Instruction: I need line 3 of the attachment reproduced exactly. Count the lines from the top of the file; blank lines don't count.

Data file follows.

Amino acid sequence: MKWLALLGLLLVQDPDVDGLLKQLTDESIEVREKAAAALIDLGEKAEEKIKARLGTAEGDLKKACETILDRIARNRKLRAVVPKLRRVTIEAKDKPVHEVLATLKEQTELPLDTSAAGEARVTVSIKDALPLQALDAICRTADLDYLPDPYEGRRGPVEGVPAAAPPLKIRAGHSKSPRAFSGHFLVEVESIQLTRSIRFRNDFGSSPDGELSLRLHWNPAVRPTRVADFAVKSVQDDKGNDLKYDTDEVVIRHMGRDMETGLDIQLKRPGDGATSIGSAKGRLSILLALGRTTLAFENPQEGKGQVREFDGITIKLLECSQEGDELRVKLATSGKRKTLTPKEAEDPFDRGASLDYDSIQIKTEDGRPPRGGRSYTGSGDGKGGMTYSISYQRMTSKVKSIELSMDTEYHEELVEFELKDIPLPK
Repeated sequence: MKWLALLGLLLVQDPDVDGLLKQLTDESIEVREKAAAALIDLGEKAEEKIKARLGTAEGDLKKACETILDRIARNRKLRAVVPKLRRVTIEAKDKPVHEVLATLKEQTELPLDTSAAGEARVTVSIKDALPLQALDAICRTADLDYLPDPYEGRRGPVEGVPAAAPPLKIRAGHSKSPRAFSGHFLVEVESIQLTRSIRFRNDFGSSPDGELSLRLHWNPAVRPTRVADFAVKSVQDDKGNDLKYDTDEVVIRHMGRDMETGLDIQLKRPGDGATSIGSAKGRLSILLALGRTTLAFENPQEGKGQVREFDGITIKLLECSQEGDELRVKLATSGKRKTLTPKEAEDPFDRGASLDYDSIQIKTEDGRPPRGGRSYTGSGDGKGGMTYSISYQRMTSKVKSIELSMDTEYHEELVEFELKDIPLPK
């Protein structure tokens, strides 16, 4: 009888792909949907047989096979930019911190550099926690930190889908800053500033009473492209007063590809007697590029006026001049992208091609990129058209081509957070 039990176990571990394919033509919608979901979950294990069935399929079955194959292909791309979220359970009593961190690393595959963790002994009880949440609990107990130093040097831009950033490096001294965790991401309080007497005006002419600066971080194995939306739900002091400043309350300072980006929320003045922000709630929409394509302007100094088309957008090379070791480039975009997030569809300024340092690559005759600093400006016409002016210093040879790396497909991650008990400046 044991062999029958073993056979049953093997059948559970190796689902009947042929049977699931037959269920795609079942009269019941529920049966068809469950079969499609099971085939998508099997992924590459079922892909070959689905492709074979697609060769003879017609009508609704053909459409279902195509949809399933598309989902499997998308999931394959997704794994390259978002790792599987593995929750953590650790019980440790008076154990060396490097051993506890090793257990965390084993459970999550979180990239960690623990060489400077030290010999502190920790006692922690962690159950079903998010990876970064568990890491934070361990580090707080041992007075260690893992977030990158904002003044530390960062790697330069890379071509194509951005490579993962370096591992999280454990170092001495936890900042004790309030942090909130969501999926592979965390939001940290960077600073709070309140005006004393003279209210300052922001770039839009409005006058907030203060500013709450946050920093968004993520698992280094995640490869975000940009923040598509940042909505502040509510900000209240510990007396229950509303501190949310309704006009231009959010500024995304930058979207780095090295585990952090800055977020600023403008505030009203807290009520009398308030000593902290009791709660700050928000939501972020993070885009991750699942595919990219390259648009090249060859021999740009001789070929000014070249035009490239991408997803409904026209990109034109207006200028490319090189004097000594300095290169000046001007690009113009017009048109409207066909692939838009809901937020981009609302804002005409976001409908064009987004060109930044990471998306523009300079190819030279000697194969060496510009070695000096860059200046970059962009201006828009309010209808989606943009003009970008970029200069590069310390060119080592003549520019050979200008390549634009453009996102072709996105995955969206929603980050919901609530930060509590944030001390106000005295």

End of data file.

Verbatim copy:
């Protein structure tokens, strides 16, 4: 009888792909949907047989096979930019911190550099926690930190889908800053500033009473492209007063590809007697590029006026001049992208091609990129058209081509957070 039990176990571990394919033509919608979901979950294990069935399929079955194959292909791309979220359970009593961190690393595959963790002994009880949440609990107990130093040097831009950033490096001294965790991401309080007497005006002419600066971080194995939306739900002091400043309350300072980006929320003045922000709630929409394509302007100094088309957008090379070791480039975009997030569809300024340092690559005759600093400006016409002016210093040879790396497909991650008990400046 044991062999029958073993056979049953093997059948559970190796689902009947042929049977699931037959269920795609079942009269019941529920049966068809469950079969499609099971085939998508099997992924590459079922892909070959689905492709074979697609060769003879017609009508609704053909459409279902195509949809399933598309989902499997998308999931394959997704794994390259978002790792599987593995929750953590650790019980440790008076154990060396490097051993506890090793257990965390084993459970999550979180990239960690623990060489400077030290010999502190920790006692922690962690159950079903998010990876970064568990890491934070361990580090707080041992007075260690893992977030990158904002003044530390960062790697330069890379071509194509951005490579993962370096591992999280454990170092001495936890900042004790309030942090909130969501999926592979965390939001940290960077600073709070309140005006004393003279209210300052922001770039839009409005006058907030203060500013709450946050920093968004993520698992280094995640490869975000940009923040598509940042909505502040509510900000209240510990007396229950509303501190949310309704006009231009959010500024995304930058979207780095090295585990952090800055977020600023403008505030009203807290009520009398308030000593902290009791709660700050928000939501972020993070885009991750699942595919990219390259648009090249060859021999740009001789070929000014070249035009490239991408997803409904026209990109034109207006200028490319090189004097000594300095290169000046001007690009113009017009048109409207066909692939838009809901937020981009609302804002005409976001409908064009987004060109930044990471998306523009300079190819030279000697194969060496510009070695000096860059200046970059962009201006828009309010209808989606943009003009970008970029200069590069310390060119080592003549520019050979200008390549634009453009996102072709996105995955969206929603980050919901609530930060509590944030001390106000005295």